Bhai Dooj - History and Significance

According to the Hindu culture, Bhai Dooj celebrates the bond of love and protection among siblings. Bhai Dooj is celebrated on the second lunar day of ‘Shukla Paksha’ in the Hindu calendar month of Kartika, which is two days after the Diwali festivity. This year, Bhai Dooj is being celebrated on 5th November and theshubh muhrat has been designated from 13:10 to 15:21.

On this auspicious day, sisters pray to God for the longevity, good health, and happiness of their brother. Sisters perform the ritual with a decorated thali containing sweets, roli, and coconut. The sisters perform the aarti after putting tilak or a vermillion mark on the forehead of the brother. After that sweets are offered to the brother by the sister, and in return the brother pampers the sisters with gifts.

History and Significance:

Siblings celebrating Bhai Dooj
Siblings celebrating Bhai Dooj

The celebration of Bhai Dooj has a strict importance connected to it. ‘Bhai‘ signifies brother and ‘Dooj‘ signifies the second day after the new moon which is a day of festivity. In Hinduism, the day holds a special significance in the lives of siblings. This propitious event not just remembers the bond between two other opposite-gender siblings but at the same time is said to shield them from the detestable and evil powers and get new hopes and thrive their lives.

Bhai Dooj is celebrated in different parts of the country with different rituals and has various folk tales associated with it. The festival is known as Bhai Phota in West Bengal, Bhau Beej in Maharashtra and Yama Dwitiya in southern India. In Haryana, dry coconut is tied with kalawa thread and offered at the time of aarti, and tilak is applied on the forehead of the brother by the sister. Bhai Dooj is celebrated with sisters applying tilak on the brother’s forehead along with chanting a special mantra.

There are few Hindu mythological based stories related to the origin of this propitious day. According to one story, it is believed that after defeating the evil demon Narakasura, Lord Krishna visited his sister Subhadra. His sister gave him a heartfelt welcome with sweets and flowers. She then applied the vermillion tilak on Krishna’s forehead.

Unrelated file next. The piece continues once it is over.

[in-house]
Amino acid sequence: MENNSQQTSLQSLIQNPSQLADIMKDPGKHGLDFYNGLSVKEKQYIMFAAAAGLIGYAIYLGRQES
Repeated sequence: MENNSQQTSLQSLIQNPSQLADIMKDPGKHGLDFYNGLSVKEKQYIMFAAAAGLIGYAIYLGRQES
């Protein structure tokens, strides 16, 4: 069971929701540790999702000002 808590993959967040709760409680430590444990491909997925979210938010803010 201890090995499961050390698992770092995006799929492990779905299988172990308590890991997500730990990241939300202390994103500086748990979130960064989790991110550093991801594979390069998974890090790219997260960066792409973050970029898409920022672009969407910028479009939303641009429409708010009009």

Another fable revolves around the story of Yama, the God of death. It is said that Lord Yama visited his beloved sister, Yamuna on Dwitiya, the second day after the new moon and she welcomed him with a tilak ceremony, garlanded him and fed him special dishes. They feasted together after a long time and also exchanged gifts. After the occasion, Lord Yama, announced that whoever receives tilak from his sister on this particular day will enjoy a long life.

Bhai Phota

Bhai Phota is a Hindu celebration celebrated in the state of West Bengal on the Dwitya or the second day after the Kali Puja. Bhai Phota is a celebration that fortifies the bond of love and warmth between two siblings. Bhai Phota is a simple ritual but has a deep meaning attached to it. The sister applies ‘Phota‘ or ’tilak’ on her sibling’s forehead in the midst of the reciting of mantras. This ‘Tilak’ is a paste of ‘chandan‘ (sandalwood) or ‘kaajol‘ or ‘doi‘ (yogurt), which depends on the customs of the household. On the off chance that the sister is senior to the sibling, she applies ‘Phota’ with the little finger of her left hand while the child sister applies phota with their right hand. Following the tilak ceremony, younger siblings touch the feet of the older sibling and seek their ‘aashirvaad’ or blessing. The elder siblings bless the younger ones with ‘Durba’ and rice grains. Then gifts are exchanged and sweets are offered. The sister fasts for the life-long prosperity of the brother until the ceremony is conducted.


Bhaubeej is a festival dedicated to siblings. Bhaubeej is celebrated in Maharashtra. It is celebrated on the fifth day of Deewali. Shrikhand poori or Basundi poori is served at this festival. Dhanatrayodashi, Narakchaturdashi, Amavasya Balipratipada, and Yamadvitiya (Bhaubeej) are the five days of Diwali. Bahubeej is commended on the last day. Brothers are viewed as the defenders of the sisters in the Hindu religion. The sisters perform aarti and pray to God for the good health and happiness of their brother. Sisters invite their brother for a feast on Bhaubeej in Maharashtra. Those who do not have a brother, are supposed to perform a puja to the Moon-God.

Yama Dwitiya:

Bhai Dooj is known as Yama Dwitiya in South India. Folklore of Yama Dwitiya is related to the God of deathYama Dharma Raj. He visits his sister Yamis home on this day. According to Hindu customs, this festival reflects the love and bond between a brother and a sister. It is celebrated two days after Diwali. It is said and believed that people who worship Yam Dev do not have to face an early death. The sister applies Tilak on the forehead of their brother and prays for the longevity of their brothers. Then gifts are exchanged. In return, brothers take a pledge to their sister’s safety. According to the tradition, brothers must have a meal in the house of their sister.


Got informations from TOI and Hindustan Times.

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